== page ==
Product development by increment is the proverbial double-edged sword. Manufacturers, for their part, love it. You can create a new or substantially changed model without having to rework every bit of hardware in the place, rewrite all the manuals and experience all over again the inevitable mistakes made in the long stretch from great idea to parts rolling out the door. There’s a very good reason Cessna didn’t reinvent the Skyhawk every year.
Consumers…well, it’s harder on them. Unless a new design is visually different—and by this I mean significantly different—there’s a risk they’ll walk right by at the big airshows. “Oh, it’s another one of those with new paint. Moving on.”
Zenith was somewhere in the middle of the great radical/subtle continuum during the development of the CH 650 B. As you may know, the B suffix refers to the myriad changes made to the basic Zodiac airframe as the result of six inflight breakups of 601 and 601 XL models through 2008. (Six out of a fleet of more than 1000, mind.) That story has been told before, so let’s skip to the conclusion: Zenith made scads of structural upgrades to the design, including a stronger main wingspar and beefed up mounting points for the aileron-control system; the structure making up the wing box section under the seats is also more robust, as are the aft-spar attach points. Builders were expected to incorporate the new parts into their projects, while those already flying were strongly urged to retrofit the modifications. Of course, all of the new kits being shipped had the modifications in place.
New and old. Zenith’s latest low-winger stands in front of the factory’s 601 XL. It isn’t until you see them side-by-side that you realize how much has changed.
It’s a comfortable cabin for two in the CH 650 B. The center armrest conceals part of the control system. Notice the new canopy latch handle between the backrests.
At around the same time, Zenith launched the CH 650, now the 650 B. The new version takes the modifications to the 601/601 XL Zodiacs well beyond these structural upgrades. For starters, a new canopy provides dramatically increased headroom. A boon to taller pilots, the change also improves over-the-nose sightlines and makes it possible for shorter pilots to run with thicker seat cushions to raise their eye level. Taller pilots will be happy that they can run seat cushions at all. Quite beyond the visual aspects, the new canopy creates a much more open impression for the cabin, which is no wider than the 601 XL’s, though it seems so. Zenith redesigned the canopy frame as well. Still front hinged, the apparatus is simpler and lighter than before and employs a single latching mechanism behind the seats. A short canopy-release lever protrudes from the bulkhead between the seats, reachable by either occupant. (No more stretching across the cockpit to unlatch the other side.) Overall, this new latching system is more secure and permits the use of a single locking handle on the exterior. The split line of the canopy—where it ends and the turtledeck glass begins—moved forward, which permits a sturdy rollover structure to emerge above the baggage area. In some ways, the 650’s canopy is the company’s improvement philosophy in microcosm: Adapt and improve without dramatically changing the design underpinnings.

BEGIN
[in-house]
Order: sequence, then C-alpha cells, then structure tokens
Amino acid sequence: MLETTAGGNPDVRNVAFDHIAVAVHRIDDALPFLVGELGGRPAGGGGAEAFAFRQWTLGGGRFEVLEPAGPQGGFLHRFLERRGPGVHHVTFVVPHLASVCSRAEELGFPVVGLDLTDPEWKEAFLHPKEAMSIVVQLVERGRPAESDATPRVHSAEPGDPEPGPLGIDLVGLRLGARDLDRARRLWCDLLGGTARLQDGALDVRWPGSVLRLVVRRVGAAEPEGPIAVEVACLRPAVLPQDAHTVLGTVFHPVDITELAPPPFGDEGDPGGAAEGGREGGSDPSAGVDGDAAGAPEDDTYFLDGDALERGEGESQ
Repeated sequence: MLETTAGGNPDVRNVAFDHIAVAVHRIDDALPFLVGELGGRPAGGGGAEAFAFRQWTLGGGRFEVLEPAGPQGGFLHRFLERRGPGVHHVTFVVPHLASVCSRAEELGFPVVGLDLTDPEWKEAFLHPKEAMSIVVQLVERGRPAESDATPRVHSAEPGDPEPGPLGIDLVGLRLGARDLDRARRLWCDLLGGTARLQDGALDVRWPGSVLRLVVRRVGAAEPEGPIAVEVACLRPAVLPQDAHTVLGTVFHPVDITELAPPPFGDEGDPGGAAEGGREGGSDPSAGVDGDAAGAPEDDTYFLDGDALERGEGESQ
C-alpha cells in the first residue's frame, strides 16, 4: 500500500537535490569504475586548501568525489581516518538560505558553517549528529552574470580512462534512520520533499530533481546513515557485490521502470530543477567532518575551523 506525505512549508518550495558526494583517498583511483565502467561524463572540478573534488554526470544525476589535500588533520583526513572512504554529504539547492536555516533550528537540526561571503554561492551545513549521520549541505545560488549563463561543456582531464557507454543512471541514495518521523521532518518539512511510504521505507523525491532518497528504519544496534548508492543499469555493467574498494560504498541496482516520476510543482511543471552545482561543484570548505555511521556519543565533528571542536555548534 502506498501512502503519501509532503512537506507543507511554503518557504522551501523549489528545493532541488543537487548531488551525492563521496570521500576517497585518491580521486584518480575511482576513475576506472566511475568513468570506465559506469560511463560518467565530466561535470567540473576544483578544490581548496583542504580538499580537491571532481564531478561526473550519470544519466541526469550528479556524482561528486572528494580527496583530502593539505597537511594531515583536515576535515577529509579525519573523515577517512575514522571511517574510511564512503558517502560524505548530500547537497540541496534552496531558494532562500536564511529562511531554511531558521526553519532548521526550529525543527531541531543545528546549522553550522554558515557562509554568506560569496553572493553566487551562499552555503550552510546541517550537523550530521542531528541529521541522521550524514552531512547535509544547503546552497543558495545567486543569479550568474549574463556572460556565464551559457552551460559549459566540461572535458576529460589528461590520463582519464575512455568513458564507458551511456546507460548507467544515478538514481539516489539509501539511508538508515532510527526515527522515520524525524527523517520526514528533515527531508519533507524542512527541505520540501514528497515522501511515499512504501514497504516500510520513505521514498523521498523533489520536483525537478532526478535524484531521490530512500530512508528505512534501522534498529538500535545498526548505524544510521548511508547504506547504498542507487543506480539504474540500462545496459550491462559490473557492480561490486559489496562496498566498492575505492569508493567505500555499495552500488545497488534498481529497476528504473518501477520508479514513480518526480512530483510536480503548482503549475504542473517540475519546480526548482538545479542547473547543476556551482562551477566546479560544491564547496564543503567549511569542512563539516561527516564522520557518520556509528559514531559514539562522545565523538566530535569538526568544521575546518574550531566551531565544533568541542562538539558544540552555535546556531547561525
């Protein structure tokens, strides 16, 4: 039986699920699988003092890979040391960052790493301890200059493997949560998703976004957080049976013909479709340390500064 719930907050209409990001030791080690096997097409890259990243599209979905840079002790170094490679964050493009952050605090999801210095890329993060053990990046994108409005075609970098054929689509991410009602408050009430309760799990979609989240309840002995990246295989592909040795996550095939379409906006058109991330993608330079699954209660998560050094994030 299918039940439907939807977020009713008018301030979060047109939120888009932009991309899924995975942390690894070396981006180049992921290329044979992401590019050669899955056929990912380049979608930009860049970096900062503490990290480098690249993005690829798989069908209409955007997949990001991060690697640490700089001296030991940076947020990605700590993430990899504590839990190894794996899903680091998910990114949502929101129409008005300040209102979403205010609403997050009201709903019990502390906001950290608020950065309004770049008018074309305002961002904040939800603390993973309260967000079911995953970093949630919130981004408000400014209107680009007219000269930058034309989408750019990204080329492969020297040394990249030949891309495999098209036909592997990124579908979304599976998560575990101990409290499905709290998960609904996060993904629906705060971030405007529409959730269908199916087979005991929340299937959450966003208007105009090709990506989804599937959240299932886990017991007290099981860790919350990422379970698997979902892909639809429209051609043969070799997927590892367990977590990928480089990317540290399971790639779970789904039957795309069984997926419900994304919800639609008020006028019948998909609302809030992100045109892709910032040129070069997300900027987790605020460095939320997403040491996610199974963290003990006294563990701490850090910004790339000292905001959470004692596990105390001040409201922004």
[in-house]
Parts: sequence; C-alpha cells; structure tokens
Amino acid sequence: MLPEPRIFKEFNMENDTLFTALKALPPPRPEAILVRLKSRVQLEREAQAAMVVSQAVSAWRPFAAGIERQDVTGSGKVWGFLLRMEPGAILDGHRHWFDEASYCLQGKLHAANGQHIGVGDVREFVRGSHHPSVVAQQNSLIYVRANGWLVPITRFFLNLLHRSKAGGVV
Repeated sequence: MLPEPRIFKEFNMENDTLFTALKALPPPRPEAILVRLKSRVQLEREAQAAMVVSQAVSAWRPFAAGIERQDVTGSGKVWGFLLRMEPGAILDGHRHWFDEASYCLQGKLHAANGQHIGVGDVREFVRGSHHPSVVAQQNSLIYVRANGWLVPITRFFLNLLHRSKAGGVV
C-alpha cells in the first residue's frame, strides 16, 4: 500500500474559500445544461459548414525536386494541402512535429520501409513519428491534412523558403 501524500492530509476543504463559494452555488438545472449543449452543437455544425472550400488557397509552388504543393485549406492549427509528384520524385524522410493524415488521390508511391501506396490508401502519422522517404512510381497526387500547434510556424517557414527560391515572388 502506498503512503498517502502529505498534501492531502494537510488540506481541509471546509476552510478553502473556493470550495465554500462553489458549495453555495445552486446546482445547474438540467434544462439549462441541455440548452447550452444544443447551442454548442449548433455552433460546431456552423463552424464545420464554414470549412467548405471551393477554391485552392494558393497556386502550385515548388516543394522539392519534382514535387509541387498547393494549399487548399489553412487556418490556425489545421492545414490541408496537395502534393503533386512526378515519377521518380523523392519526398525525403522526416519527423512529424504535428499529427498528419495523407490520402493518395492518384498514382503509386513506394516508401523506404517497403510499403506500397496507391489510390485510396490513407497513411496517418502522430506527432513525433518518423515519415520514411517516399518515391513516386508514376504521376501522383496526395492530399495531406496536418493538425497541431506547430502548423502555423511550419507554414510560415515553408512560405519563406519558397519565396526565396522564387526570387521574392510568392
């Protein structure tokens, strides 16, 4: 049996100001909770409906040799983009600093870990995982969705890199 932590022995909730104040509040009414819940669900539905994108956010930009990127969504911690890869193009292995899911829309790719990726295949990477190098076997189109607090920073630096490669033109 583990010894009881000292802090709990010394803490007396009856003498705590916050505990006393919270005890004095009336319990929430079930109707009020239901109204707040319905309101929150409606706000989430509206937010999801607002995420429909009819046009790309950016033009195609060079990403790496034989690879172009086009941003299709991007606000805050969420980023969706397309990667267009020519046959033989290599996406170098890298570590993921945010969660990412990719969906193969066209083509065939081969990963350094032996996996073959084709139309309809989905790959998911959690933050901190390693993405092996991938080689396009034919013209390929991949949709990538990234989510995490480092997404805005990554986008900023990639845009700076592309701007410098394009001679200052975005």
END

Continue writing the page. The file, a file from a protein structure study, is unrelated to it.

Zenith has fitted the factory CH 650 B with up-to-the-minute glass—a pair of Dynon SkyView screens. N104ZZ also packs the Dynon remote transponder, controlled from the main screen.
For the rest of the CH 650 B, more traditional Zenith processes and materials are in play. Almost entirely made of 6061 aluminum, the airframe eschews complexity wherever possible. The constant-chord wing uses as many of the same ribs as possible. In the standard configuration, the ailerons have no conventional hinges—instead, the upper wingskin continues aft and flexes as the ailerons move. While the math says the material should have no problem with repetitive stress, pilots have balked at the idea; that’s why conventional hinged ailerons are a popular option. (In the 601s and 650s I’ve flown, the stiffness of the hingeless ailerons was easily detected in flight.)
A near-full-span trimtab graces the left elevator. Simple sheet-metal surfaces are meant to be as light and easy to assemble as possible.